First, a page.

In fact, the new NEWSWEEK Poll shows hesitant domestic support for Bush’s policies. Bush’s approval rating has slipped to 55 percent (from 83 percent a year ago), while a majority now dislike his economic policies. On Iraq, 53 percent approve of his overall position, but two thirds of Americans want to take more time before using force. A clear majority disapprove of the United States’ going to war alongside just one or two major allies and without U.N. support. That leaves a slender opening for Bush’s future Democratic challengers, such as John Kerry, the Massachusetts senator and the only Vietnam veteran in the field. Kerry tiptoed through the minefield last week, pledging support for war against Iraq while criticizing Bush’s impatience.
There is more going on here than the mere disarmament of a regime that has frustrated American presidents for 12 years. Bush is leading the world toward a new kind of war. Instead of reacting defensively to some international crisis—a foreign attack or invasion—Washington will force the crisis, in hopes of averting a bigger battle down the road. This is a dramatic break with American tradition: even during the Cuban missile crisis of 1962, facing the threat of nuclear war, JFK was reluctant to launch pre-emptive airstrikes, fearing the world would cast him as an aggressor like the Japanese at Pearl Harbor. The Bush hawks—led by Rumsfeld and Vice President Dick Cheney—say that in the post-9-11 world, preventive war is imperative. It is also morally justified, they say, because America’s unparalleled power works for the world’s good, bringing freedom and democracy. “This nation never conquers, but we liberate,” as Bush likes to say.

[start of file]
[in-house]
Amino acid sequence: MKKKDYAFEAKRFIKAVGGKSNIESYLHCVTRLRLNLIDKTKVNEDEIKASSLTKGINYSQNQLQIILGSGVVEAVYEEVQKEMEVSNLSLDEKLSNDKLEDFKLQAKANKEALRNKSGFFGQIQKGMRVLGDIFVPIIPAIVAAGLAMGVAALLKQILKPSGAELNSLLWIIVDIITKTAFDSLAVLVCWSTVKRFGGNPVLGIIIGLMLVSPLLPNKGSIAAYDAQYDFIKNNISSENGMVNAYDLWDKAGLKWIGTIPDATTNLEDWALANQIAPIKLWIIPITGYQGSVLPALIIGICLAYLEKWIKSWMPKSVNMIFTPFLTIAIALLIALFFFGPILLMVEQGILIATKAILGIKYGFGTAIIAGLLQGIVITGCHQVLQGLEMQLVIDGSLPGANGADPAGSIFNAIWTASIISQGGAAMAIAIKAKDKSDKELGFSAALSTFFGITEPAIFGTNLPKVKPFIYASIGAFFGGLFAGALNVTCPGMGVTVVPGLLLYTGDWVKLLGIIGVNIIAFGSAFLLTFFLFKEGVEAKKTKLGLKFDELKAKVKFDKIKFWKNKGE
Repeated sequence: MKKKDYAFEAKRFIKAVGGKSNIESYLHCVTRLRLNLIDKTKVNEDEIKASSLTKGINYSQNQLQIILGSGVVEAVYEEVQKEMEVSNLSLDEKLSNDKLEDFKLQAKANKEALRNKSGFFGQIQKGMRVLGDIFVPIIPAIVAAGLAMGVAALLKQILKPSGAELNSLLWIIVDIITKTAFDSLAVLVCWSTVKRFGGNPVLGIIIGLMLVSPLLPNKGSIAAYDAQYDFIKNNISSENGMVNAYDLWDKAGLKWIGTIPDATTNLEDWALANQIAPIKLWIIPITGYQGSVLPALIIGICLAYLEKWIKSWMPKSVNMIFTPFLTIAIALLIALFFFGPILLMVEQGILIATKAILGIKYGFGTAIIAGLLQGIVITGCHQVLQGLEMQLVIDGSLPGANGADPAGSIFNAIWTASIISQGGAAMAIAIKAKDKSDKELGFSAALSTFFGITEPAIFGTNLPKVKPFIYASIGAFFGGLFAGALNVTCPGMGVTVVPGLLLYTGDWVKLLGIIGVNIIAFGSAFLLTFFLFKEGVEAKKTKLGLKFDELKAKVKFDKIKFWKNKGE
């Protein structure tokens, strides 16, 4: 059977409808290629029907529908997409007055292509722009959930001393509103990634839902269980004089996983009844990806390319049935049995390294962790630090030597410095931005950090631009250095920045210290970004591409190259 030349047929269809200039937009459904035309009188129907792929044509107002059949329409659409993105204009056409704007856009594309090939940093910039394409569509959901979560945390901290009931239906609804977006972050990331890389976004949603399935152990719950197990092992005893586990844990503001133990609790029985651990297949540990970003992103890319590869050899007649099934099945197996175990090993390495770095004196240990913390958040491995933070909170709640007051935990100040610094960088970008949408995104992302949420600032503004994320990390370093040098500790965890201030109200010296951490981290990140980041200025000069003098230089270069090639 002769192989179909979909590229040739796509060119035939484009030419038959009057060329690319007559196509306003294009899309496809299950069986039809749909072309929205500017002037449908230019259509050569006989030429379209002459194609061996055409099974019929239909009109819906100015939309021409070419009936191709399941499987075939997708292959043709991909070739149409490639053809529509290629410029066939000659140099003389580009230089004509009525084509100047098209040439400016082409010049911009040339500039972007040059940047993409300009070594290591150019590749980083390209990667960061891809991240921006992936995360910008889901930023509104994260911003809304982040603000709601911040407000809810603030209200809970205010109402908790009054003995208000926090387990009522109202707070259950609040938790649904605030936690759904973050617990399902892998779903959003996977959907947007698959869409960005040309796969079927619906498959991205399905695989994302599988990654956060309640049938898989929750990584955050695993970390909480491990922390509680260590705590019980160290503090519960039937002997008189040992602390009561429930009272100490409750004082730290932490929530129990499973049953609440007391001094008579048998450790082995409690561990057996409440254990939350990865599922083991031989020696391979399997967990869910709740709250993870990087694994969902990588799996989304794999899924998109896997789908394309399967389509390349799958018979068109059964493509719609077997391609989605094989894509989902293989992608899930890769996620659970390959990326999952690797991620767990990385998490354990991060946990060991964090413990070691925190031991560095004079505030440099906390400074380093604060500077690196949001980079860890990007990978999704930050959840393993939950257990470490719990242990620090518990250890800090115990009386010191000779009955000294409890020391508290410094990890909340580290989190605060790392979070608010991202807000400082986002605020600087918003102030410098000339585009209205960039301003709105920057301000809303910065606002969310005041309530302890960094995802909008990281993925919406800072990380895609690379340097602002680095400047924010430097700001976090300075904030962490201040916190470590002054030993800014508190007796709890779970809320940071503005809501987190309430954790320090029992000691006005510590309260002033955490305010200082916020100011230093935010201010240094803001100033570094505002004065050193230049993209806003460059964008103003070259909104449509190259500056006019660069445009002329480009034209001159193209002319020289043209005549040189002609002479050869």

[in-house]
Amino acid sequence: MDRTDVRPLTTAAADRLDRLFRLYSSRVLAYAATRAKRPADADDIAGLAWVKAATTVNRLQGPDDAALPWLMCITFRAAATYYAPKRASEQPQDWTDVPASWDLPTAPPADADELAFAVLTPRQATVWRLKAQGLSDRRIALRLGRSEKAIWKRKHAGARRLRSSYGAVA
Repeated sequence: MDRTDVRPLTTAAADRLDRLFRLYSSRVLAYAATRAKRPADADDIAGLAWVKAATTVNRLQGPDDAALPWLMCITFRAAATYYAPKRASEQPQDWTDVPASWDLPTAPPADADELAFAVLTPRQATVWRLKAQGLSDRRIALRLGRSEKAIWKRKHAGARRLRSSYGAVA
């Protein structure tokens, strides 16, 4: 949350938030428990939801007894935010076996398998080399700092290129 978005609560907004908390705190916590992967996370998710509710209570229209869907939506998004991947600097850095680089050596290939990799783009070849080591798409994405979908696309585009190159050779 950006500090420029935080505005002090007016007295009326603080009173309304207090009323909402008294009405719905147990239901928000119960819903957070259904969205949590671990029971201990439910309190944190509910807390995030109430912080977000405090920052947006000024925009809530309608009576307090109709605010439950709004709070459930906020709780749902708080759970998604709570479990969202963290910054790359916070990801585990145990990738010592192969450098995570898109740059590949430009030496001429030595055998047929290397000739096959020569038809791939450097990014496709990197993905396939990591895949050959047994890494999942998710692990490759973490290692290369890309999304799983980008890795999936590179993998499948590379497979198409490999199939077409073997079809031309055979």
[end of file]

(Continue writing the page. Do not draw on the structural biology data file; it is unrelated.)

‘SUCCESS BEGETS SUCCESS’
Powell and his fellow moderates now appear to share this might-makes-things-right approach with the troubled Arab world. At the United Nations, Powell stunned his fellow foreign ministers by comparing imminent war in Iraq to the U.S. invasion of Panama in 1989, NEWSWEEK has learned. Powell dismissed French and German criticism by saying that everyone complained, too, when Washington removed dictator Manuel Noriega. But the outcome went well, and the country was returned, democratized, to its people. “Success begets success,” Powell said, according to officials who heard his impromptu remarks.
Iraq is the first live-fire test of the hawks’ world view. “Defending against terrorism and other emerging 21st-century threats may well require that we take the war to the enemy,” Rumsfeld told National Defense University in Washington. “The best—and, in some cases, the only—defense is a good offense.” The only problem is that many world capitals—and members of the U.N. Security Council—are deeply uneasy with American offense. Critics also suspect the Bush administration has a larger agenda: a kind of American empire, in which America sets the rules and gives short shrift to institutions like the United Nations. Part of the problem lies with the personality of the president himself. The straight-shooting Texan style might play well in the heartland, but it makes allies nervous. Even when Bush tries to reassure the world that he is no lone ranger, he can look like his own caricature. One senior Bush aide recalls President Bush telling Czech President Vaclav Havel in Prague last fall: “I know some in Europe see me as a Texas cowboy with six-shooters at my side. But the truth is I prefer to work with a posse.”
Those tensions lie behind the new breakdown of trust between Washington and its allies. Until now, most other countries believed that the Bush administration was mainly pursuing a strategy of “force on mind.” The idea was that a combination of tough talk and a theatrical military buildup would place unbearable psychological pressure on Saddam’s regime. Operation Force on Mind is what the Brits are calling their Army buildup in the Gulf, and Tony Blair said last week that British intelligence indicated the Iraqi regime was “weakening.” (A U.S. intelligence official agreed, telling NEWSWEEK that the pressure had rattled Saddam’s internal support base more than has been seen in years.) In fact, actual deployments are far more measured than the headlines convey. Logistics troops are going out to the region, along with specialized equipment. But aside from the Third Mechanized Infantry Division, no other heavy unit has actually been sent out yet. The logistics time line suggests March at the earliest for war in the region.